• Ensure Scheme participants were aware of the IFS area of operation, contribution rate, programs and activities.
  • Encourage industry feedback on the operation of the Scheme and functioning of the IMC.

Communication activities undertaken include:

  • Talks at various grower/industry group meetings.
  • Information brochures available at major field days.
  • Several media releases resulting in articles in the rural press and rural radio interviews.
  • Articles in regional AgMemos and other industry newsletters.
  • Participation in the 2014 Skeleton Weed Debrief.
  • Continued maintenance of the IFS information on the DAFWA website.

Monitoring the IFS-funded programs

Program development and implementation

The development of the annual IFS-funded programs was undertaken in conjunction with DAFWA. The key aim of the IMC input was to ensure that each program included suitable activities, outcomes and key performance indicators to meet industry’s expectations and needs. Over the course of the year, the Program Managers provided the IMC with comprehensive quarterly updates to inform the Committee of the work undertaken, issues and successes.

Determination of 2014/15 Scheme

During April 2014, the IMC confirmed the continuation of the Skeleton Weed Control Program and Bedstraw Eradication Program into 2014/15. To fund these programs, contribution rates of 30 cents per tonne for grain and seed, and 15 cents per tonne for hay were recommended to the Minister for Agriculture and Food. These rates were to apply to the first sale of grain, seed and hay produced within the WA agricultural areas.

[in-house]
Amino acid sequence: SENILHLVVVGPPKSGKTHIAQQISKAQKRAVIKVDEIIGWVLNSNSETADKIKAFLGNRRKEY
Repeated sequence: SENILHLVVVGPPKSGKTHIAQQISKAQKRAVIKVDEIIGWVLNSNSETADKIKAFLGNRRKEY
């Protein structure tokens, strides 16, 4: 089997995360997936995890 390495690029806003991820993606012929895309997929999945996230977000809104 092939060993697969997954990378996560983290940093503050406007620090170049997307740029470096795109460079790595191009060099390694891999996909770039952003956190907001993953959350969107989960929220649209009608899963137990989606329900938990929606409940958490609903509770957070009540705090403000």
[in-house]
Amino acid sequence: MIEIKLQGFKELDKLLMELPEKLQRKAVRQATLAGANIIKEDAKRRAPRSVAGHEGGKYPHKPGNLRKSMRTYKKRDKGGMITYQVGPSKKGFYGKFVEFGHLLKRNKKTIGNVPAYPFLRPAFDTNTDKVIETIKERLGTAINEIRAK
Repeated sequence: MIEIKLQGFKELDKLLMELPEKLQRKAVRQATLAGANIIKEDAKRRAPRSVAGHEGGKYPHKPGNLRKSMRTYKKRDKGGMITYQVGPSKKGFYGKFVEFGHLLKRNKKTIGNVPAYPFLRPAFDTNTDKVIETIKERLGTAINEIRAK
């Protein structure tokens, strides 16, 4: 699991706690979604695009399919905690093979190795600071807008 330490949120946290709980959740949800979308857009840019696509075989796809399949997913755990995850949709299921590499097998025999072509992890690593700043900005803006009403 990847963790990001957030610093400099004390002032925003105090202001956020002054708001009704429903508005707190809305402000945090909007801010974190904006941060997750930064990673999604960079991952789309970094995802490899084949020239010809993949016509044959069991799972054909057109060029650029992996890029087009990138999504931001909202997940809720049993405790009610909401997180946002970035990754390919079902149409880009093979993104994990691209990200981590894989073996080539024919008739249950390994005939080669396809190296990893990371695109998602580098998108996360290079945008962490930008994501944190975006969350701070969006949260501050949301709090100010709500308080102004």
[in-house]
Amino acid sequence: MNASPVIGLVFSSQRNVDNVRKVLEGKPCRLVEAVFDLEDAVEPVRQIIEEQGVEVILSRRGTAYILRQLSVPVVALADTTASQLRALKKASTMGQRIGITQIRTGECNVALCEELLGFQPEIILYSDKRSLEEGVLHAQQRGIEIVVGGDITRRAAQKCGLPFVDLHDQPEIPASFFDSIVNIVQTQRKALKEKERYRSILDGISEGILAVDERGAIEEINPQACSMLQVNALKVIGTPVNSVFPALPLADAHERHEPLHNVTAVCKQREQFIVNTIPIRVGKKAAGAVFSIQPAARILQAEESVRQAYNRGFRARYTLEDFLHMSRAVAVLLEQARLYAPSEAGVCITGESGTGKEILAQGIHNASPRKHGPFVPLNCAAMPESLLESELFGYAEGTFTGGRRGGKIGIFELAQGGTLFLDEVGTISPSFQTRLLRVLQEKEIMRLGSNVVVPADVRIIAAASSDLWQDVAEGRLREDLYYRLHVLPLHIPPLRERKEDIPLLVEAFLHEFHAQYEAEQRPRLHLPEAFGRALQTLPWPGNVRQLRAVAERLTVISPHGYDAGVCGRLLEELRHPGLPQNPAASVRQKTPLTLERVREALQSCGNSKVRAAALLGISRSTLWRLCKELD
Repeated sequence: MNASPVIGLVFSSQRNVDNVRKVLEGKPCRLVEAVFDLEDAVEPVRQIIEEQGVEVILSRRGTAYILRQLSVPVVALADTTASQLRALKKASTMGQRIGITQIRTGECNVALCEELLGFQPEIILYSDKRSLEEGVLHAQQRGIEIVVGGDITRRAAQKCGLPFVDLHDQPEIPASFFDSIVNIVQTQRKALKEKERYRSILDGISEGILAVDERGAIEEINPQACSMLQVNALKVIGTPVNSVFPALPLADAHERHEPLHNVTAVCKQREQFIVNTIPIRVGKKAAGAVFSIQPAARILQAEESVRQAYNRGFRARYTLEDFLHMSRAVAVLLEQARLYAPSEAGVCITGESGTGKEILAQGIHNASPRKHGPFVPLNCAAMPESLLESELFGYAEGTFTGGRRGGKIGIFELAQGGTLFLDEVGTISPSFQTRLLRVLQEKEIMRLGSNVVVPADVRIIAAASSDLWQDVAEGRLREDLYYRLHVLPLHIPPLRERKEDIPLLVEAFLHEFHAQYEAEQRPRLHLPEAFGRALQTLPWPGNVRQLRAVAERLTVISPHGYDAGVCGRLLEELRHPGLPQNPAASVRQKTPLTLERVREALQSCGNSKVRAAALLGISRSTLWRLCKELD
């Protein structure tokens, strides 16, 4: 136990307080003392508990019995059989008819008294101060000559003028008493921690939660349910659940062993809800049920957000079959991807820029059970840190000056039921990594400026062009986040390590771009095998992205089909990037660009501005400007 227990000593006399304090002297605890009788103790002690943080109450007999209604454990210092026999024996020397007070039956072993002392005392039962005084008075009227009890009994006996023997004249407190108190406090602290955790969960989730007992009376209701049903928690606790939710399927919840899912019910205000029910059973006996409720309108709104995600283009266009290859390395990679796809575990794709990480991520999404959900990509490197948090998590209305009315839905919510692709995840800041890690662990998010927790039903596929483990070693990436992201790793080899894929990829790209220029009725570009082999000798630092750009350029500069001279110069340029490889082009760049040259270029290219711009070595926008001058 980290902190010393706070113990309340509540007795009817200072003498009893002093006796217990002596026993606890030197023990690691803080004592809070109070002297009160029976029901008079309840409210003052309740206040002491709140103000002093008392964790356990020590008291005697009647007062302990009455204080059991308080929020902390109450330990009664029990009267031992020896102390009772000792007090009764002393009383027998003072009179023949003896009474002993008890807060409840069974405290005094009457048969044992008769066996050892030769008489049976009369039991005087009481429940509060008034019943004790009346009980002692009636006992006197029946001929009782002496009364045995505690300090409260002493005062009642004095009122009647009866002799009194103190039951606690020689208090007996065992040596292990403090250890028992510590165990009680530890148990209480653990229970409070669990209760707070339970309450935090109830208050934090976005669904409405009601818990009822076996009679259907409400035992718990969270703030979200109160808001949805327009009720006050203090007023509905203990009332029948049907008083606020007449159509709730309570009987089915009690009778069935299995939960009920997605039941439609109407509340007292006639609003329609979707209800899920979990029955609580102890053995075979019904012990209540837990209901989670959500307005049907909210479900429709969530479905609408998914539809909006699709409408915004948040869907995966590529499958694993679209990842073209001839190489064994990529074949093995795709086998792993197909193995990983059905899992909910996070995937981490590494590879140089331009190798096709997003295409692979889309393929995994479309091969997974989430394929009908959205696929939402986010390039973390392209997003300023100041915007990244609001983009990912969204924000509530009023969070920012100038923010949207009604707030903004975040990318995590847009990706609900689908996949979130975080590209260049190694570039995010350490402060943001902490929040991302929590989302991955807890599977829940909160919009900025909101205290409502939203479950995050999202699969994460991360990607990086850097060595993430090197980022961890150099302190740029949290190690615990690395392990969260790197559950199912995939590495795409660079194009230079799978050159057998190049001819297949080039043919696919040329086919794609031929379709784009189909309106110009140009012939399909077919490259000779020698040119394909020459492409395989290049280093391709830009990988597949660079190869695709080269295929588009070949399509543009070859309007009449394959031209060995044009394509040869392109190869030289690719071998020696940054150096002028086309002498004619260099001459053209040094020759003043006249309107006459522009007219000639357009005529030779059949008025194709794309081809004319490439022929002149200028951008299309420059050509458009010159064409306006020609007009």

The Minister endorsed the program, contribution rates and the area of operation, as published in the Western Australian Government Gazette (no. 75, 23 May 2014).

Compensation for foregone production

As part of the IFS-funded Bedstraw Eradication Program, ‘Approved Programs’ were developed and put into operation on areas quarantined due to the presence of three-horned bedstraw. These approved programs, which detail the management of the quarantined areas over the course of the year, were specifically designed to achieve the eradication of bedstraw; however, the specified management practices can result in reduced production from the quarantined areas. As such, the affected landholder/s may apply to the IMC for compensation for foregone production.

During 2013/14, two applications for compensation were made to the IMC. Both applications were accepted by the IMC and offers of compensation were made. The offers were accepted by the landholders.

Monitoring remittances on the sale of hay

From 1 July 2012, Grains, Seeds and Hay IFS contributions were collected on the sale of hay. Given that this was a completely new charge for hay producers, the IMC has continued to actively monitor the remittance of contributions to ensure compliance with the regulations and maximise the funds available to address biosecurity issues of concern to the industry. Where discrepancies have occurred, the IMC have followed these up with the company to successfully resolve the situation.